In the Men’s D, triathlon crossovers Nick Reader and Erik Seibt finished 13th and 22nd while Greg Lewis finished 52nd.
Representing UofL in the Women’s B/C field were Emma Coakley in 24th, Irina Miralda in 26th and Caroline DuPlessis, who after a mechanical was unable to finish.
Lindsey Wilson College Road Race– March 19 & 20
In the Women’s B race, Caroline DuPlessis and Kelsey Voit crossed the line together in 18th and 19th after completing the 25-mile wind swept course.
In the Men’s C, Rikus Van Zyl cleaned up a group sprint for 5th after a four man break attacked on the final climb. Jacob Holtgrewe ushered Van Zyl up the climb and settled in for 19th while Abner Miralda finished 26th.
Michigan State Strade Marrone & University of Michigan Criterium– April 2 & 3
A race weekend for tough athletes, it featured dirt roads, and sub-freezing temperatures accompanied by snow and sleet.
In the Individual Time Trials, Abner Miralda earned 4th place in the Men’s C category while Greg Lewis finished 7th in the Men’s D event.
The road race saw Miralda finish 12th and Lewis 28th in their respective categories.
Lewis went on to finish 21st in the D criterium while Miralda earned 9th in the Men’s C.
Notre Dame Cycling Classic – April 9 & 10
Cancelled due to heavy snow!
Lindenwood Road Extravaganza – April 16 & 17
The hilliest parcours in the MWCCC saw Ben King rise to 18th in the Men’s A race while Rikus Van Zyl rode to 7th in the Men’s C, followed by Jacob Holtgrewe in 13th.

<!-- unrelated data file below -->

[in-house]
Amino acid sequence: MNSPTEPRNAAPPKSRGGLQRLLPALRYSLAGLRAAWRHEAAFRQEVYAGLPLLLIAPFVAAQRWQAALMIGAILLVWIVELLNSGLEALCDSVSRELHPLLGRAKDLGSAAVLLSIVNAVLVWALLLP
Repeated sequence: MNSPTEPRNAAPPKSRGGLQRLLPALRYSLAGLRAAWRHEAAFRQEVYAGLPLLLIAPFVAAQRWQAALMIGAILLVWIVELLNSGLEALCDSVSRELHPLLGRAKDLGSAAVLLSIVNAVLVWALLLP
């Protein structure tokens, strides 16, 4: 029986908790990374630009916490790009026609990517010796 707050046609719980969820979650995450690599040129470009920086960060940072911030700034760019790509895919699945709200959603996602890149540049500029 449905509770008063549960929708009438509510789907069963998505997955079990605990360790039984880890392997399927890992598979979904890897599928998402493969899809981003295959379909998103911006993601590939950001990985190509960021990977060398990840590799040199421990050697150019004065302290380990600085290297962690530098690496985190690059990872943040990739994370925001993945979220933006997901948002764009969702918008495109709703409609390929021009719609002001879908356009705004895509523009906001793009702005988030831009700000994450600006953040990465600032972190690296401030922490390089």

The downtown criterium in St. Charles, MO featured a sharp turn with a long stretch of cobbles. King finished 17th in the A’s while Van Zyl raced to 9th and Holtgrewe to 25th in the Men’s C.
Purdue MWCCC Championships – April 23 & 24
In the Men’s D road race Greg Lewis finished 33rd while Rikus Van Zyl earned his best placement of the year with 4th place in the C’s. Kelsey Voit anchored the women with an 11th place in the B’s. Ben King finished 16th in the Men A’s.
In the criterium Ben King finished 32nd.
Hind sight is 20/20 and although the Cardinals failed to best 2015’s 6th place finish in Div. I with a 12th place finish, the group’s progress in diversifying and growing is promising as USA Cycling has split collegiate cycling from its past of school-size sanctioning. Starting in mid 2016, USAC moved to Varsity and Club divisions stacking up similarly resourced teams against one another.
The new alignment helps club programs, like the University of Louisville Student Cycling Coalition, stand on their own and out of the shadow of larger, better funded varsity programs.
The 2016 USA Cycling Amateur Road Nationals were in Louisville on June 30-July 1 and fittingly, the home team was represented by Ben King at the Men’s Open Time Trial.
The 34k time trial course in Taylorsville, Ky featured two gradual slopes. The first, a right hand turn onto Overlook Road with an out-and-back turn and a final ascent up little Mt. Road with a turnaround leading straight downhill to the finish line.